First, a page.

In the eighties there was a big push on water heater blankets and timers for electric hot water heaters. They both kinda went by the wayside now. I think they may come back, at least the blanket insulation. I have an oil fired water heater in my home and decided to put a timer on it as it is just my wife and I. I know a product that maintains temperature all the time and is connected to a chimney, the chimney will siphon heat all day and night so a timer made sense. I also know longer run times are better than shorter run times.
We use a little hot water in the morning M-F, and the majority in the PM before bed for showers. The dishes just get put into the dishwasher until it is full. On the weekend we use most of the hot water on Saturdays for laundry and cleaning. Sunday in the AM and not again until Sunday evening. My wife is in the habit of taking her shower before prime time TV and I take mine before bed. Keep in mind when the timer turns off the water is not instantly cold. I start running out by the time I am getting out of the shower.
I had an old setback thermostat with a 5+1+1 capability. This means M-F is the same program and Saturday is another and Sunday is yet another. I purchased an R8285D transformer relay and rigged thermostat and relay for the water heater. I set the program on the thermostat to run from 7 AM to 8:30 AM and shut down until 6 PM to 9 PM Monday through Friday. On Saturday it runs from 8 AM to 1PM and again from 6 PM to 9 PM. Sunday it will run from 8 AM to 9 AM and again 6 PM to 9 PM. When the thermostat program calls I have the thermostat set to 90ºf which it will never see basement temperatures that high as it only turns on the water heater. The off cycles I have the thermostat set to go to 40ºf which again it will never see.
I installed an hour meter on the water heater and cut the run time hours by 58%. I had it on the burner motor so it only checked burner run time. This was only a 2 week test. I think that is enough to get a rough idea to savings as I lifestyle does not change that much during the winter. The summer we are gone many weekends so I can just hold the low temperature until we get home than just hit run program. A timer may be a little harder to shut down on extended off periods unless you put a switch in the low voltage wire to the timer. So what about the consideration of adding a timer to an indirect water heater?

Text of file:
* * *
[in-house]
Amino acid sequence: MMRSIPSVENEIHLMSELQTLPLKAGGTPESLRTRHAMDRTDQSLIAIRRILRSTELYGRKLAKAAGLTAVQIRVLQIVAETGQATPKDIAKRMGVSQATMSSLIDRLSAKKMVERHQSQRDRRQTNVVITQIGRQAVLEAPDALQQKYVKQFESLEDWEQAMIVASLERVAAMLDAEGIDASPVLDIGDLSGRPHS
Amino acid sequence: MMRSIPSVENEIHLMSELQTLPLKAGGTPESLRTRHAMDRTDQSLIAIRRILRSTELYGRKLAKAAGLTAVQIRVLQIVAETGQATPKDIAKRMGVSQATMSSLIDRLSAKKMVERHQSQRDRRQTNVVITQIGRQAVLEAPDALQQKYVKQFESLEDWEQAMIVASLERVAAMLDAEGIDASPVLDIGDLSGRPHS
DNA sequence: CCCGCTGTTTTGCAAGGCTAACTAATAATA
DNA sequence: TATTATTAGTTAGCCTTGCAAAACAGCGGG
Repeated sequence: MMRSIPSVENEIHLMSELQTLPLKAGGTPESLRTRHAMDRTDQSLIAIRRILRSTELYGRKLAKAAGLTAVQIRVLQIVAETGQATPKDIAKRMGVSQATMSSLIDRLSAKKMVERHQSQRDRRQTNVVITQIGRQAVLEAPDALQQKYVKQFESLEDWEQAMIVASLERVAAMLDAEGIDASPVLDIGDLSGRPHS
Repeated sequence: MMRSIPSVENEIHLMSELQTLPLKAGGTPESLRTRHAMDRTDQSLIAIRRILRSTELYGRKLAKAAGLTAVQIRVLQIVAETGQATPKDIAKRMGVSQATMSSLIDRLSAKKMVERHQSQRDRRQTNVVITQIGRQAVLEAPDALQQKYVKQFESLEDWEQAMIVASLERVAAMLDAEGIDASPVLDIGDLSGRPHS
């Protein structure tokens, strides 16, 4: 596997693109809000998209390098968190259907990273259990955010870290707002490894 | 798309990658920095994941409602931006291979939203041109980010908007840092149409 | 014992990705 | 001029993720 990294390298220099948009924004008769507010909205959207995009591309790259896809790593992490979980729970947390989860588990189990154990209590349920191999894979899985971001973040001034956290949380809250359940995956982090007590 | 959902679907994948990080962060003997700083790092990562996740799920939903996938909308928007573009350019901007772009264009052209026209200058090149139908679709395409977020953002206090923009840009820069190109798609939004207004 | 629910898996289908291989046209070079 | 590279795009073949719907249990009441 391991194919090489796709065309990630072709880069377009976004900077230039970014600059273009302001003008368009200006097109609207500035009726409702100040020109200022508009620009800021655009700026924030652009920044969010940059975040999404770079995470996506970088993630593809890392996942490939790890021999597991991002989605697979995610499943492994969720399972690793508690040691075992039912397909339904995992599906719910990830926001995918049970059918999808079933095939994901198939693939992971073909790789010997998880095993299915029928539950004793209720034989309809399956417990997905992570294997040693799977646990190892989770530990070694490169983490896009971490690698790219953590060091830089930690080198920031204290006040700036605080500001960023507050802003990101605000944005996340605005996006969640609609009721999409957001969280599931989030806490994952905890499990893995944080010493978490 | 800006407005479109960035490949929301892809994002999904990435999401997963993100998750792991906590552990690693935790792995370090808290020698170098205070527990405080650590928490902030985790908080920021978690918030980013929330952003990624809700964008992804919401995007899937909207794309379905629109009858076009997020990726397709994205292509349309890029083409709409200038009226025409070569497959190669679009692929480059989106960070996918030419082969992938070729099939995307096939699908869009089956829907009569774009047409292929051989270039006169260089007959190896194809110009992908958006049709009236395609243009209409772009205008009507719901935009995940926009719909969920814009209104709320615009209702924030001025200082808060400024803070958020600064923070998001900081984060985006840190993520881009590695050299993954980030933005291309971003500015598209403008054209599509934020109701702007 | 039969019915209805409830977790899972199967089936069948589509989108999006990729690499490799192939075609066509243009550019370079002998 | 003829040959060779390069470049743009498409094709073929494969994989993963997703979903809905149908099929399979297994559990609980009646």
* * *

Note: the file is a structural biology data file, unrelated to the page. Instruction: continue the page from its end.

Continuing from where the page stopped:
I have given this some thought and I think it would be a good idea if you can work around a certain schedule. The more hours it is off the more fuel you will save. The results will vary on the size of the indirect water heater (IWH), the way it was sized, average room temperature and the way it is piped. The IWH must have the proper flow through it for maximum savings. The domestic side should be trapped as shown in the IWH proper piping page. A properly sized and piped water heater will reheat in less than 10 minutes for maintaining temperature and around 20 minutes after setback. Keep that in mind when determining the time on setting. I am sure it may take a few tries to get things set properly. Most timers have a manual on switch if needed. The pain is if you live in an area that changes time for daylight savings time as you will need to reset the time twice a year.
Here is a simple wiring diagram for a Paragon. This is a timer like you would put on an electric water heater but it will be the same schedule everyday although you can do multiple times a day. You may be able to find a small light timer with multiple timer settings or use a cheap thermostat and an R8285D like I did. Here is a simple diagram for a Paragon or similar timer.
I would like to see feedback from some willing to try this and see how it affects the fuel consumption on their IWH. I cannot test it as I do not have an IWH nor a hydronic system in this house. I can supply wiring diagrams for other control applications if needed.